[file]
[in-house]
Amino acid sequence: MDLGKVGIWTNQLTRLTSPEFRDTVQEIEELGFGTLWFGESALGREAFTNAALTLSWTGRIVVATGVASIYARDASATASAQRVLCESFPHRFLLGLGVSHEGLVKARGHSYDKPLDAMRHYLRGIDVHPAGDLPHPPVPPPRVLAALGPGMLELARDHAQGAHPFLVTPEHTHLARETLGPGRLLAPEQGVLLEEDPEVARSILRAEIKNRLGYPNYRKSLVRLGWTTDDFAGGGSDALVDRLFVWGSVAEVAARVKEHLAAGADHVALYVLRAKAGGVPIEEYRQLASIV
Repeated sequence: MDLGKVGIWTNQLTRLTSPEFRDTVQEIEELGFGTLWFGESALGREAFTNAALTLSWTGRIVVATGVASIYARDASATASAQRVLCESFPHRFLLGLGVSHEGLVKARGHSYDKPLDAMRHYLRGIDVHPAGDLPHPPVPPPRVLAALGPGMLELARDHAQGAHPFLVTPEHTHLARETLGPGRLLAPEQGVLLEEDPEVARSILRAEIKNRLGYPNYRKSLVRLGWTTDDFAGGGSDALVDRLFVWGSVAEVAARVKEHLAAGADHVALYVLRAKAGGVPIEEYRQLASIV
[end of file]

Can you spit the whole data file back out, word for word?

[in-house]
Amino acid sequence: MDLGKVGIWTNQLTRLTSPEFRDTVQEIEELGFGTLWFGESALGREAFTNAALTLSWTGRIVVATGVASIYARDASATASAQRVLCESFPHRFLLGLGVSHEGLVKARGHSYDKPLDAMRHYLRGIDVHPAGDLPHPPVPPPRVLAALGPGMLELARDHAQGAHPFLVTPEHTHLARETLGPGRLLAPEQGVLLEEDPEVARSILRAEIKNRLGYPNYRKSLVRLGWTTDDFAGGGSDALVDRLFVWGSVAEVAARVKEHLAAGADHVALYVLRAKAGGVPIEEYRQLASIV
Repeated sequence: MDLGKVGIWTNQLTRLTSPEFRDTVQEIEELGFGTLWFGESALGREAFTNAALTLSWTGRIVVATGVASIYARDASATASAQRVLCESFPHRFLLGLGVSHEGLVKARGHSYDKPLDAMRHYLRGIDVHPAGDLPHPPVPPPRVLAALGPGMLELARDHAQGAHPFLVTPEHTHLARETLGPGRLLAPEQGVLLEEDPEVARSILRAEIKNRLGYPNYRKSLVRLGWTTDDFAGGGSDALVDRLFVWGSVAEVAARVKEHLAAGADHVALYVLRAKAGGVPIEEYRQLASIV